Monday, November 3, 2014

Opt Out / Testing Refusal Letter (2014-2015)

August 27, 2014
Dear Mr. Hood,
I am against the current testing culture in American education. From my own education, I recall few tests and never worried about a test until the SAT. I had pride in my abilities and education, so I did my best on tests, but never felt they had consequences for me personally, my teachers, or my school. If the testing climate was still like this, I would not feel the need to refuse testing for my child. But, the climate has changed. Accountability reigns and testing is the measure.
Below are my reasons for refusing testing for my child, who would otherwise likely face her first computerized, corporation manufactured, standardized test before turning five years old.
  1. I trust teachers. Education was my child's teacher's calling, and thus she sought training through her degrees, peers, administrators, and professional development. She spends hours each week with my child. My child's teacher will always be a better judge of my child, both academically and as a whole person, than any test score. I trust a person I can have a conversation with far more than a corporation selling a product.
  2. I trust administrators. Administrators were once classroom teachers. They evaluate our local teachers' performances better through utilizing their experiences and education than reading a print out of test scores.
  3. Our money for education should be invested locally on personnel, facilities, and other programs and resources. Tests cost millions of dollars. Investing this money locally would return miraculous outcomes. Why send our money to large corporations who are interested in profits not our local children?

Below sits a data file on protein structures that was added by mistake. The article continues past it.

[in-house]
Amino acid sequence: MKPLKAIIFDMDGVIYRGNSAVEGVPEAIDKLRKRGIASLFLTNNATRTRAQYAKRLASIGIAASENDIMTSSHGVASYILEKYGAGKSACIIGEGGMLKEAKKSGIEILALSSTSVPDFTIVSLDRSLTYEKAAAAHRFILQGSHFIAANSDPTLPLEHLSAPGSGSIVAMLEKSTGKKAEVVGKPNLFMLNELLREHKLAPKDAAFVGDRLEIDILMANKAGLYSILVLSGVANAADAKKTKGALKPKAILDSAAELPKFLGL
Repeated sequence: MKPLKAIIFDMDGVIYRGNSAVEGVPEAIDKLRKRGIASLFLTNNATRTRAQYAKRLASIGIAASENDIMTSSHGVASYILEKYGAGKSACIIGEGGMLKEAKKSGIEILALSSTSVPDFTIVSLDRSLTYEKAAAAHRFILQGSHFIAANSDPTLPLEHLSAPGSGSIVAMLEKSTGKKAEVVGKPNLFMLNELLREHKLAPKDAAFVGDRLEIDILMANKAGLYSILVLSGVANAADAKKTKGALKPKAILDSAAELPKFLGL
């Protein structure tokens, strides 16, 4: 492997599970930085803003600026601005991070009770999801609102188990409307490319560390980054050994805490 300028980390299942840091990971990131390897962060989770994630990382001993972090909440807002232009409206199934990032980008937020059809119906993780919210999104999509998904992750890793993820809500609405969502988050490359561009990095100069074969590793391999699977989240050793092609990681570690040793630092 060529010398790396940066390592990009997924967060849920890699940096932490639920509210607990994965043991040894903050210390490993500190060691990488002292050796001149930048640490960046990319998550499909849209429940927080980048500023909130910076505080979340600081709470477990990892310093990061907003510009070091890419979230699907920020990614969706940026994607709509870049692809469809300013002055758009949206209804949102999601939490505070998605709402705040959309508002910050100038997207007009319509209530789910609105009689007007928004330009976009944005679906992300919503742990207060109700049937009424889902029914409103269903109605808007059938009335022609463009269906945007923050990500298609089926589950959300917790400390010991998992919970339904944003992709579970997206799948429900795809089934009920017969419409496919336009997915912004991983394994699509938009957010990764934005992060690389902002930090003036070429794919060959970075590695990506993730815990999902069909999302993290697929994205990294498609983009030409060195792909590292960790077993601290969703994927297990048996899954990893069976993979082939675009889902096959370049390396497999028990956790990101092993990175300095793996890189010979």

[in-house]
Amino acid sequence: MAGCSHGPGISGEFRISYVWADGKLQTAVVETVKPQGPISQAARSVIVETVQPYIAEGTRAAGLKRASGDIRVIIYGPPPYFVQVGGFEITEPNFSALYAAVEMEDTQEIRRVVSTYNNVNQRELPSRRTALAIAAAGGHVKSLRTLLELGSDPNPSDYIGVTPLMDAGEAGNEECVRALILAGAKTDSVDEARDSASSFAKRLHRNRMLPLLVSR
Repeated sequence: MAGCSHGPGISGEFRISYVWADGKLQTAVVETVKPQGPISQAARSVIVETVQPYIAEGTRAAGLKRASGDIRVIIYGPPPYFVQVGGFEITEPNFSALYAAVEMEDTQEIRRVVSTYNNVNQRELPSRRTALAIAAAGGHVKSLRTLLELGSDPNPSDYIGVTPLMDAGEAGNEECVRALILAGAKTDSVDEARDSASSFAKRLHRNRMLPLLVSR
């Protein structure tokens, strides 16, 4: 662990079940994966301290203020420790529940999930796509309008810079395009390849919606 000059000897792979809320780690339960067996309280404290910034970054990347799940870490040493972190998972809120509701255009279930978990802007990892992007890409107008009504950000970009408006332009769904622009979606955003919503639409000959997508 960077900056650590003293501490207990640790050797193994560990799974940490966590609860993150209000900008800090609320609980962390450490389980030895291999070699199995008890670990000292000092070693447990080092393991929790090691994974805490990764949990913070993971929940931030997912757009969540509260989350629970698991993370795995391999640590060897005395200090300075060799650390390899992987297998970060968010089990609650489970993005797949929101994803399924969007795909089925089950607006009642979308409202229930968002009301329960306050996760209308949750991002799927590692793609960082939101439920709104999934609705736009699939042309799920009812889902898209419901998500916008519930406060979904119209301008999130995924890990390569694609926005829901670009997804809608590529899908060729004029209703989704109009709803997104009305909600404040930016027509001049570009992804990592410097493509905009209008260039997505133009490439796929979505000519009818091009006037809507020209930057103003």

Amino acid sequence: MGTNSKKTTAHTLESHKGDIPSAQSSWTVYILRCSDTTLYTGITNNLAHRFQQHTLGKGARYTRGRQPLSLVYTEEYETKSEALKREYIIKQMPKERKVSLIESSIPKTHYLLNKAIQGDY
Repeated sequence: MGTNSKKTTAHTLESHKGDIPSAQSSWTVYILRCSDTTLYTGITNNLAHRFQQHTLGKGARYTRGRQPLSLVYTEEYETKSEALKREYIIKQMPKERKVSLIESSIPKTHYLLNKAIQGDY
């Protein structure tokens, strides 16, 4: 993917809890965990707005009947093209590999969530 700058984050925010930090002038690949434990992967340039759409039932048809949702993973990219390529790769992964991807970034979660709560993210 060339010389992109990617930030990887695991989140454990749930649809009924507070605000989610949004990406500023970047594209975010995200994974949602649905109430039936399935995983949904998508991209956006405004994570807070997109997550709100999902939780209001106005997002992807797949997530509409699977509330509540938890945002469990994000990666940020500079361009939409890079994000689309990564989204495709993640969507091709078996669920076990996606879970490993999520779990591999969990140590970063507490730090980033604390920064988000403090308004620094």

4. If you want your child to grow taller, you don't simply measure her more often. Students should be reading, writing, and creating to learn, not to demonstrate what they have learned. Time and resources should be spent teaching and learning. The most meaningful assessments are seamlessly woven into daily activities by teachers.
  5. Children are not vessels to be filled. Education contains a huge human component through both the students and teachers. Standardized tests disregard this element; teaching to such tests devalues the inherent individuality of humans. Over-reliance on testing devalues any growth that cannot be measured statistically with a bubble answer sheet including curiosity, creativity, relationships, and metacognition.
  6. Standardized test scores represent the socioeconomic status of the test takers. Districts already know this information and the tests provide no solutions. Consequences for schools that rate poorly on evaluations composed of mostly test score data are discriminatory. The accreditation process is a superior way to assess a school.
  7. Early education research states Kindergarteners should learn through play. Only a child's naivete would equate a standardized test with play. Kindergarten is too young for standardized testing and thus it is inappropriate to use the testing scores for evaluating students, teachers, or schools.
For these reasons, I refuse the NWEA test for my child, Natalie Boyd of Mrs Trider's Kindergarten. I also refuse her participation in any field testing, computerized surveys, or new standardized testing adopted during the 2014-2015 school year. The only standardized assessments I allow permission for are the AimsWeb tests of early literacy and numeracy and the Fontas and Pinnell Benchmark System.

Jaclyn Boyd

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